On the night of the protests at UC Berkeley surrounding the Milo Yiannopoulos event, ticket holders were assaulted for simply being there that night. I spoke to students who detest Milo’s rhetoric and disagree with him on virtually every issue who were assaulted for simply having tickets to the event because they wanted to hear the other side. The protesters that night viewed the attendees not as a group of people who wanted to listen to someone we may have agreed with in some areas and disagreed with in others. They viewed us categorically as hateful, fascist neo-nazis.
But after the violence in both instances, voices from across the nation denounced the left wing as a whole while citing the intolerance and violence. I spoke to radio talk show hosts from across the nation this past week about the issue of free speech on college campuses, the protests at UC Berkeley, and BridgeCal. And the overwhelming sentiment is complete and utter disgust at the liberal establishment. To them, the dominant liberal position seems to be unapologetically supporting violence as a means to the end of ending political discussion. Many conservatives I’ve talked to across the country view liberal students at schools like UC Berkeley not as individuals who are willing to actively challenge what they think they know and believe but as people who actively engage in the destruction of property, people, and fundamental First Amendment ideals. But in these past several weeks alone, in the development of Bridgecal, we’ve seen hundreds of students come out to discuss the complexity of different issues they have strong opinions on.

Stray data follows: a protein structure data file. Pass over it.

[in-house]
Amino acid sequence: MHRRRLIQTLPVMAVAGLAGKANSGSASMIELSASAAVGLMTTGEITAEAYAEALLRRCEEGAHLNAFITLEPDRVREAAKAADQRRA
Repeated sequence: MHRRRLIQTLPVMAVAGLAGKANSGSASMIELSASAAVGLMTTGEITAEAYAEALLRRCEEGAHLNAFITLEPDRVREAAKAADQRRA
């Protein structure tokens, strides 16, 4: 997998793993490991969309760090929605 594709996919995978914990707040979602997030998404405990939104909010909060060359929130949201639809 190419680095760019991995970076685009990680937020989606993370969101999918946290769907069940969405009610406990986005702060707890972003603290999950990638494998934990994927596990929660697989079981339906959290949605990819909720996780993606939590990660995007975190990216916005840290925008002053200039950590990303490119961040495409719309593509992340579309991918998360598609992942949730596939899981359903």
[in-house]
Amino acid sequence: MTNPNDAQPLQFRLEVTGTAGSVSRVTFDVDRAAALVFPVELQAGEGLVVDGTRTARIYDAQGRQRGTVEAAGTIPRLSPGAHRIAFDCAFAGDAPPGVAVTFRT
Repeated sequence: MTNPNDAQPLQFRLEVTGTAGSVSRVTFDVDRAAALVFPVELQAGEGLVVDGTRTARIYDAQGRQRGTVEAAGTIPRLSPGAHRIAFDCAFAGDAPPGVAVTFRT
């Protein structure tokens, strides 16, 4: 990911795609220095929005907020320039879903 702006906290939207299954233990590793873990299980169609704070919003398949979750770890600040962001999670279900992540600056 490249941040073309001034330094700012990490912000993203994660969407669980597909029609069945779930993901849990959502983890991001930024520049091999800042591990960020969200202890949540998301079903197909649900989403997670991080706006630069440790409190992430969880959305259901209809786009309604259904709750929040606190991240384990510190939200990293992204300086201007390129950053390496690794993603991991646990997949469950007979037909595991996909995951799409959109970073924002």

There are groups on each side that view the other monolithically. And to view either liberals or conservatives in this way isn’t just factually incorrect. It’s dangerous and has far-reaching implications. Conservatives at Trump rallies who actively denounce racism, sexism, and homophobia in all forms are colored with the broad brush of misperception, the grossly incorrect notion that all Trump supporting conservatives are racists, sexists, and homophobes. Students who stayed in their dorm halls and worked to finish papers and CS projects the night of the UC Berkeley protests will be the ones who are ultimately affected by any potential defunding of their school, as opposed to the rioters who worked to dismantle barricades and break windows.